The left hand giveth, and the right hand grabbeth …
If the water molecule dissociates it sucks energy out of the flame; when it recombines it liberates the same amount of energy. There is no net profit.
The effect of adding water seems to be more along the lines of limiting the rate of burning of the alcohol. This has two benefits I think. One is that less of the flame goes up the side of the pot to be wasted. The other is a bit more subtle, and has to do with the limited rate oxygen can diffuse into the flame from the periphery. By slowing combustion in the flame, the water prevents soot from forming so easily.
Much more in the articles.
CheersMar 19, 2009 at 3:23 pm #1487234
"There is no net profit."
I'm with you there, Roger. The 2nd Law rules. My line of reasoning was that the energy involved was that which was not absorbed by the pot surface and would be lost up the side of the pot. By re-oxidizing the H the heat would be re-released and possibly be partially absorbed by the pot surface . A timing issue. Speculative, to be sure. I was just wondering out loud. Your response just triggered another speculative idea: If the H2O dissociates, you have an embedded source of oxygen not reliant on diffusion from the periphery. Possible?Mar 19, 2009 at 4:07 pm #1487250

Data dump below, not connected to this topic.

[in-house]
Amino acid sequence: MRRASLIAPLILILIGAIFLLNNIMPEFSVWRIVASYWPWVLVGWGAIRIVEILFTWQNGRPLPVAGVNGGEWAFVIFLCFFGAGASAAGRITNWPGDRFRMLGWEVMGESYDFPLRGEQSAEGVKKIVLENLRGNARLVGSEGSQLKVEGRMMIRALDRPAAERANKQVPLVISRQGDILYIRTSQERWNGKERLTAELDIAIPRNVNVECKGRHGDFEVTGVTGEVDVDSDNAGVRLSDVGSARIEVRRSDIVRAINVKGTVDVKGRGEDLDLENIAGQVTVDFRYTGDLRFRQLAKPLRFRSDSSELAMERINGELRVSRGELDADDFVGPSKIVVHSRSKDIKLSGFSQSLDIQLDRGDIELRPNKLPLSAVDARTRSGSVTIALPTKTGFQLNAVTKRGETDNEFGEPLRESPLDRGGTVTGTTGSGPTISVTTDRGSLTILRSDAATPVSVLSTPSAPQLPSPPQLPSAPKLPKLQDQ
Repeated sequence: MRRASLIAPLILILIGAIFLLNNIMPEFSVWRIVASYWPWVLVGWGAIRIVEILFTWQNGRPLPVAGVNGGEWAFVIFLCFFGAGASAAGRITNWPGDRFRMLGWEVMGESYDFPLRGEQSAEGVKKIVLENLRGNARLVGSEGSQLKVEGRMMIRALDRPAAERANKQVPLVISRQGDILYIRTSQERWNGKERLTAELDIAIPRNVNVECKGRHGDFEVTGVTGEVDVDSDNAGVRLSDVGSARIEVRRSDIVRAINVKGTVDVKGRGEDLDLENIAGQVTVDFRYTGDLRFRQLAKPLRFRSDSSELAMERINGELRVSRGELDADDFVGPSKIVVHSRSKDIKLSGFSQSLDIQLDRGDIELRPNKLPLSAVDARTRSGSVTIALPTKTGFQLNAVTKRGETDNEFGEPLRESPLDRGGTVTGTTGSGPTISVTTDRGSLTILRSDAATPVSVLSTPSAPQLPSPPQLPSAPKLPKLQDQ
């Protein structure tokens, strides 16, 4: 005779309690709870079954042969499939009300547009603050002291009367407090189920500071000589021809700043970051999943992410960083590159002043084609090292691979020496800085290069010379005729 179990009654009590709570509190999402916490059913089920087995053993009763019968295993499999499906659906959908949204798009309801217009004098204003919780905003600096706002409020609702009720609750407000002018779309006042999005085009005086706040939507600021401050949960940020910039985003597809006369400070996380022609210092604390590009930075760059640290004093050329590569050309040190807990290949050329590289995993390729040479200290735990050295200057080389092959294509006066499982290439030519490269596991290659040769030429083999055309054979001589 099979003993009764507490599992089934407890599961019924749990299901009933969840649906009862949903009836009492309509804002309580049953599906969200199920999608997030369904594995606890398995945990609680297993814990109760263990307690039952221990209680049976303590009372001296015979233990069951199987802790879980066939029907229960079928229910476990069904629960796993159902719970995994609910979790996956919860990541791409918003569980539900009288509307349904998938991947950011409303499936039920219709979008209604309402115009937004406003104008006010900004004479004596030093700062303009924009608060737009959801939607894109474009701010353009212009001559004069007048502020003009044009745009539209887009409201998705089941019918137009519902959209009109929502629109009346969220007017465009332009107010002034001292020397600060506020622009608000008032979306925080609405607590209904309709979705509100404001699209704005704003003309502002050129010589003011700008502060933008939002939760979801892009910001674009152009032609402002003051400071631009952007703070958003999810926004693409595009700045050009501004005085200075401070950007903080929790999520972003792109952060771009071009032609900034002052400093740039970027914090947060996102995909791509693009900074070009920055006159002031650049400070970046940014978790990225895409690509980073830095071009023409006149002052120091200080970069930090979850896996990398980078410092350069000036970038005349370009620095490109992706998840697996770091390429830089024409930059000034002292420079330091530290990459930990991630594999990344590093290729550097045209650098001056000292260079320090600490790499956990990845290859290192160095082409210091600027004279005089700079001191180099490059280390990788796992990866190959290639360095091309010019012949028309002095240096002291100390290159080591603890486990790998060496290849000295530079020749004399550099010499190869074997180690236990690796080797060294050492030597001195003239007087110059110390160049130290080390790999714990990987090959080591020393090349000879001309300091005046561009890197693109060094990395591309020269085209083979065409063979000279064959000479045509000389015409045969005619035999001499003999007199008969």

Cayenne RedmonkBPL Member
@redmonkLocale: Greater California Ecosystem
I don't think it is from water dissociating, but from a change in the vapor pressure of the alcohol.
Since only the vapor is flammable, and it is burned with the oxygen in it's environment, I think the difference boils down to the stoichiometry of the reaction. If there is too much alcohol vapor, the amount of oxygen will be insufficient to ensure complete combustion, leaving soot. Unburned substrates will remain, reducing the efficiency of the stove.
If there is enough alcohol vapor to sustain the reaction, and there is oxygen in excess, the alcohol will combust completely and cleanly.Mar 19, 2009 at 4:34 pm #1487257
" and it is burned with the oxygen in it's environment".
That's the point I was trying to make: The O from dissociated H2O could provide more O in the environment. Pure speculation, I admit. The follow on question in that line is would the free O oxidize free H or go to work on the
ethanol, or both?Mar 19, 2009 at 6:59 pm #1487314
Cameron has it in a nutshell (imho).
CheersApr 20, 2011 at 12:30 pm #1727107
@foundLocale: Sacramento, CA
Can anyone confirm that 151-proof Everclear burns "well enough"? We can't get 190-proof in California.